Ah c’mon, I’ve put so much time and effort in to these plants, it’s way too late to start over, but my tomatoes look terrible. What’s happening with them, Pete?
This and other complaints are common for the helpful folks at your local Ace Hardware store to hear this time of year. It can be truly frustrating. Here are some common problems and fixes.
I have wasps all over my tomatoes. I don’t dare go near them. Why?
Wasps eat bugs. (Yes, they actually have a purpose in nature, who knew!) If you have wasps, the root trouble is that you probably have aphids or other very small, crawling, sucking insects invading your tomatoes. Use an insecticidal soap spray to kill the insects and hang a wasp trap to contain the wasps.
The wasps could also be eating on the other main tomato pest, the tomato hornworm. If you come across a large caterpillar that’s green and basically blends right in to your tomato plant, that’s a tomato hornworm. These crawling guys are not dangerous to you, but they are to the plants. They’ll devour them as they are basically in a 24-7 all-they-can-eat tomato plant buffet. Control them with by picking them off by hand (ew!), applying a botanical Bt (BacillusThuringiensis) or Sevin dust.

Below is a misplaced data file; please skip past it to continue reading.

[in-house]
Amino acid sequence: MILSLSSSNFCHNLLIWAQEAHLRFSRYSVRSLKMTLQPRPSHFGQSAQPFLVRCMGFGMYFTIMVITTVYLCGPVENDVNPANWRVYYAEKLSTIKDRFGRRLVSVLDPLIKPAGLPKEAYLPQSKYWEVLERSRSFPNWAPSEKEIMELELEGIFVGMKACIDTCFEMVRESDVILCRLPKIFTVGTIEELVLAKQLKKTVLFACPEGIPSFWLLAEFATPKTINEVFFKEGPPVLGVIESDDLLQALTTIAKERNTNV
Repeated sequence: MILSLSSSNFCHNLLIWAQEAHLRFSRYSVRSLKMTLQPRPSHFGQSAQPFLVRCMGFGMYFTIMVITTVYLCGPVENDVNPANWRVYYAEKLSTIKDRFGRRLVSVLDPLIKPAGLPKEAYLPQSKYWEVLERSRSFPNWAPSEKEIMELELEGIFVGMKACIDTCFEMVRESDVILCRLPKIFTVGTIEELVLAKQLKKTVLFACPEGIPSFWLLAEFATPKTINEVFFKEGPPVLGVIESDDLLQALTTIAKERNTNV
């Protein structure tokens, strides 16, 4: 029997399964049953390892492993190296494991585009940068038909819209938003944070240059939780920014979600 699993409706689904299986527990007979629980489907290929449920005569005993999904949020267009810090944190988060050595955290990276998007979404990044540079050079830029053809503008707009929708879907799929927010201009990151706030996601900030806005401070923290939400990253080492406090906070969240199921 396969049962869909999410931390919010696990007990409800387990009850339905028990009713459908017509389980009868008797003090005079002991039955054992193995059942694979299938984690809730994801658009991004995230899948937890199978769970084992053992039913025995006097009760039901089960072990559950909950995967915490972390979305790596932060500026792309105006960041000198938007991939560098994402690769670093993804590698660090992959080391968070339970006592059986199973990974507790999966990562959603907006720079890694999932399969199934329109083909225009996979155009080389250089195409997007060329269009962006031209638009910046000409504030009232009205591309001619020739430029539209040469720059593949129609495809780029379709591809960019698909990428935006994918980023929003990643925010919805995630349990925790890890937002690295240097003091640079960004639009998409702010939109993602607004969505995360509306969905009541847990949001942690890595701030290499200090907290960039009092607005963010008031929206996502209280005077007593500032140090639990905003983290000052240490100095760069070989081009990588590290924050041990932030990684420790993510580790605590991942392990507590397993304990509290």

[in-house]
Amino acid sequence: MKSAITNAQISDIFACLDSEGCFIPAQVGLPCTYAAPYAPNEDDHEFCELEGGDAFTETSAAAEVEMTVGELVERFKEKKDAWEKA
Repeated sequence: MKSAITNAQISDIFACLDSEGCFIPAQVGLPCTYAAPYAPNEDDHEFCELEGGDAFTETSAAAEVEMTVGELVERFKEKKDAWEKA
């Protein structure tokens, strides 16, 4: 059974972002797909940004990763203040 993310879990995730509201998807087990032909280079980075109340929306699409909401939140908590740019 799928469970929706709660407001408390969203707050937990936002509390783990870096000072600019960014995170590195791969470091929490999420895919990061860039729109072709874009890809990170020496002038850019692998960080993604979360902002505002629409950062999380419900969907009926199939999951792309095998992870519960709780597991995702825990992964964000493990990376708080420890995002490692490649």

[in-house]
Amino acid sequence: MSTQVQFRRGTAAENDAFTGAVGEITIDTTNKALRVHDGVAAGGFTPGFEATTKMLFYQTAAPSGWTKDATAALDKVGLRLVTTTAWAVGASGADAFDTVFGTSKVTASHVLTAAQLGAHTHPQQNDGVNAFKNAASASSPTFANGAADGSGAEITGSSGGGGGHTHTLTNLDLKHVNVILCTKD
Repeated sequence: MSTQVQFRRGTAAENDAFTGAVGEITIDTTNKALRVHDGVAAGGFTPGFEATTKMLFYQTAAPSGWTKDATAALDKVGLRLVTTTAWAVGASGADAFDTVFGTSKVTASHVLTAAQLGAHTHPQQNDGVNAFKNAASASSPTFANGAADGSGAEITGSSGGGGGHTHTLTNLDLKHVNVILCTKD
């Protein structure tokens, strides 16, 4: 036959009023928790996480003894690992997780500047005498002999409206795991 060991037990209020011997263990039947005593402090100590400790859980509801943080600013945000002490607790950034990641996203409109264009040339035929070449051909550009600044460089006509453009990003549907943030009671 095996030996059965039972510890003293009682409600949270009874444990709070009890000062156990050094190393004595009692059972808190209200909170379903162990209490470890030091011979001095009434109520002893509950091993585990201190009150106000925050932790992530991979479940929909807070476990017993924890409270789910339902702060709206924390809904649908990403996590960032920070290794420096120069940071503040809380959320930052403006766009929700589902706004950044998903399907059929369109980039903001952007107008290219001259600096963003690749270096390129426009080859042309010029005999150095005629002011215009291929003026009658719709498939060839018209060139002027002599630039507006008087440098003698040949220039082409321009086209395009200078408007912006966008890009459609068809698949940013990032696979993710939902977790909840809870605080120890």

My plants look healthy, there are lots of tomatoes, but they all look terrible on the bottom. The fruit is turning brown.
You’ve got blossom rot. What causes this? Many factors, and unfortunately it can be just nature itself. The tomato plants just cannot get enough calcium from the soil as they are likely growing too fast, it’s too hot, the plants have been overwatered or even just over cared for. Adding calcium to the soil and using a product like Bonide Rot-Stop may help. Avoid using high nitrogen fertilizers and use fertilizer high in phosphate instead.
The skin of my tomatoes is cracking.
Not to worry, they’re still edible. This usually happens as a growth spurt, especially near the time when they’re ripe. Cherry tomatoes are especially prone to this, pick them when they’re ripe, and don’t leave them on the vine too long.
The leaves are all turning yellow and the plant looks like it’s dying.
If it’s happening now, it’s a problem, if it’s happening in a month, it’s just the plant shutting down for the season. Causes can include soil insects, or blight, but, at this time of year, there’s not too much that can be done practically for them. Best head to the farmer’s market to get your tomatoes. I once lived in year-round growing climate. I had tomato plants that grew to 8 feet tall, loaded with fruit. In mid-November, they just gave up. Time to start over with new plants.
Feel free to ask our helpful folks more about your tomatoes if you need to. Take a picture of your dilemma, bring it in to your local Ace, and tell them Pete Moss sent you!